I think the feeling of surprise that comes from watching this play stems from the disclosure of the depth and breadth of the struggles, suffering, and joys in the lives of the performers, all of whom are unnamed businesspeople. But the surprise also paradoxically highlights the persistence of my own bias. How can it be that people I pass on the train or in an office building, who would be invisible and unsympathetic to me, are living lives so similar to my own and those closest to me!

Of course, that’s somewhat of a tongue-in-cheek way of putting it. However, as city dwellers, we have no choice but to live our lives while dismissing the rich context of the overwhelming majority of strangers who enter our view. We would go mad otherwise. Anthropologist Robin Dunbar famously argued that the maximum number of people with whom one can maintain stable social relationships is about 150, which is a mere 0.001% of the some 14 million people in Tokyo. It can be said that the very structure of the city, which forces such indifference toward others, is insane. That may be why this play, especially when viewed by urbanites, evokes feelings of reconnection with the lives of people who live in the same city but whom we overlook on a daily basis.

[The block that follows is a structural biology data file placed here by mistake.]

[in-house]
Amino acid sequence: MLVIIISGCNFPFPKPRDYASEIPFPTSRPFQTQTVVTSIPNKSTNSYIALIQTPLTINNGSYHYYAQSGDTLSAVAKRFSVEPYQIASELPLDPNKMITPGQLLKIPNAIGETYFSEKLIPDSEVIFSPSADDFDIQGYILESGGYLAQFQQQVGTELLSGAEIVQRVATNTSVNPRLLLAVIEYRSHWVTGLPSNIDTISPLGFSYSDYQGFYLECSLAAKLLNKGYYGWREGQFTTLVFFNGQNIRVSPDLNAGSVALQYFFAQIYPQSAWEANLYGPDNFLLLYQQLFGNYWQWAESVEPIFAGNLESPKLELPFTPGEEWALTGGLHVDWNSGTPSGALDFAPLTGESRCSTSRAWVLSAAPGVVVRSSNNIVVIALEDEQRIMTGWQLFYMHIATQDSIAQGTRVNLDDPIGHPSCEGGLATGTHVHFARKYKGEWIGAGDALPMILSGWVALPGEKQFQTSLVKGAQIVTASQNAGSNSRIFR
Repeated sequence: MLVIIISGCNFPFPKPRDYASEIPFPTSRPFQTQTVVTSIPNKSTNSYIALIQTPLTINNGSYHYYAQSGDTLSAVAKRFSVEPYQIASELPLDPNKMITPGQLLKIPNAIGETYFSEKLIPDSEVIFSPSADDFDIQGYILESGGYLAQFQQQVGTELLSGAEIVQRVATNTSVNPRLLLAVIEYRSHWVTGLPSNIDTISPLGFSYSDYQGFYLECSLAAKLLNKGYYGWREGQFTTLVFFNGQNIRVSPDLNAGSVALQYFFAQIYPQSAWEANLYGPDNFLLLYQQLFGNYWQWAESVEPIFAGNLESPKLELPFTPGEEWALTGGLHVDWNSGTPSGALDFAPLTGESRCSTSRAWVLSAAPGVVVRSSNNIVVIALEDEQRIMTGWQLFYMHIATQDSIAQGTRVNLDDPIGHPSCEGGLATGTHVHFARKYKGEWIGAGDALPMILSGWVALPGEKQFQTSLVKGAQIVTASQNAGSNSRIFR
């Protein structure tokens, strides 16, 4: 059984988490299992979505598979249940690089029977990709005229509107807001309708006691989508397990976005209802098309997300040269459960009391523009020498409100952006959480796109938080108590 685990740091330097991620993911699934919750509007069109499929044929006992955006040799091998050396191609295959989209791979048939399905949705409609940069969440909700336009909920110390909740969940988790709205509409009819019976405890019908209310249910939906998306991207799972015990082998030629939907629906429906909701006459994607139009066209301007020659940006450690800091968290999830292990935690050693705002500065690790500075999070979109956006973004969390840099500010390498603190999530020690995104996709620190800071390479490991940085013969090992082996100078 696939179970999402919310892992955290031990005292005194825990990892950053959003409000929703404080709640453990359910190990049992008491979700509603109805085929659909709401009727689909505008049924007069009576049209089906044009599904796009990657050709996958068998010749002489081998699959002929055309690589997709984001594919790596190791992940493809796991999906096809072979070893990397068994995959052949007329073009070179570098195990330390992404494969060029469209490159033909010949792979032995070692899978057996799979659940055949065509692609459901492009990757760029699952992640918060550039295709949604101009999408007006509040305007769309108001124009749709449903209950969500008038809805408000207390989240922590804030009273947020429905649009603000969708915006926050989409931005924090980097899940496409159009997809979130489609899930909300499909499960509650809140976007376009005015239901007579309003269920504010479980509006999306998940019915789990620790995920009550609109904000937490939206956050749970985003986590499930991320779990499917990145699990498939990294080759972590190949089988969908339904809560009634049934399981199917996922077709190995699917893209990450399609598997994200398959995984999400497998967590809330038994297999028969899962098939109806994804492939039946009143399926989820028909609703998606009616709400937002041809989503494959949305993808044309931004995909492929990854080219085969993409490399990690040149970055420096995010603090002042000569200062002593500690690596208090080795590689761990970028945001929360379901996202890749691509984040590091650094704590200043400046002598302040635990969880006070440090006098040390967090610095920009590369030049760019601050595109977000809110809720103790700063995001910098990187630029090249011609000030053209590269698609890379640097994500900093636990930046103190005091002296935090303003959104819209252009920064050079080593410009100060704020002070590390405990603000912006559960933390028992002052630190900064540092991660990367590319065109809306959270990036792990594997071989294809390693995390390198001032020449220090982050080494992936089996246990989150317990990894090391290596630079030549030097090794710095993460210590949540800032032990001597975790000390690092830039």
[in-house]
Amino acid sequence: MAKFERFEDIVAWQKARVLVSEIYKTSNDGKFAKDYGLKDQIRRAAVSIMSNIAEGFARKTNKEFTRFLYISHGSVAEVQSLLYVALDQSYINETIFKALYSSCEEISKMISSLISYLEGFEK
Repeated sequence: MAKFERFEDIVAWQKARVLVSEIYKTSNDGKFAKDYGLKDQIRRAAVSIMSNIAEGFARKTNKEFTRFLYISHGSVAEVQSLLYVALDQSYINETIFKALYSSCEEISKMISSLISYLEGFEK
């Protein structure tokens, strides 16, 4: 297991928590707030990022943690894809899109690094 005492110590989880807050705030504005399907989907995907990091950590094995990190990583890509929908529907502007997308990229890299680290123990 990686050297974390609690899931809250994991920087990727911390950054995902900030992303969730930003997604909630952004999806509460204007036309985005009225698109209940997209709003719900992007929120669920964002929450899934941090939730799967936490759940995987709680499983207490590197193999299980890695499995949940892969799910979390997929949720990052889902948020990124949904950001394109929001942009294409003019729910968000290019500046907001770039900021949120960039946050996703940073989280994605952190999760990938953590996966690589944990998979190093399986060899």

Photo by Kai Maetani


Why are we moved by the mere presence of unique life? It’s a theme dealt with not only in theater, but literature, poetry, music, and art as well, and I think it is a fundamental human feeling that cannot be summed up in one word. To me, it seems that there’s an opportunity here for a two-way connection to the theory of mind. The theory of mind refers to the psychological capacity to perceive that others have an autonomous mind just like one’s own. This capacity is thought essential for people to be able to cooperate with others. In this play, when those in the audience recognize that people whom they would normally overlook have rich lives of their own, the theory of mind is activated with regard to the performers as well as to city dwellers in general, which the performers symbolize. Conversely, the possibility arises that when you yourself are walking through the crowded streets of a business district, countless others may just recognize you as a being with a full life.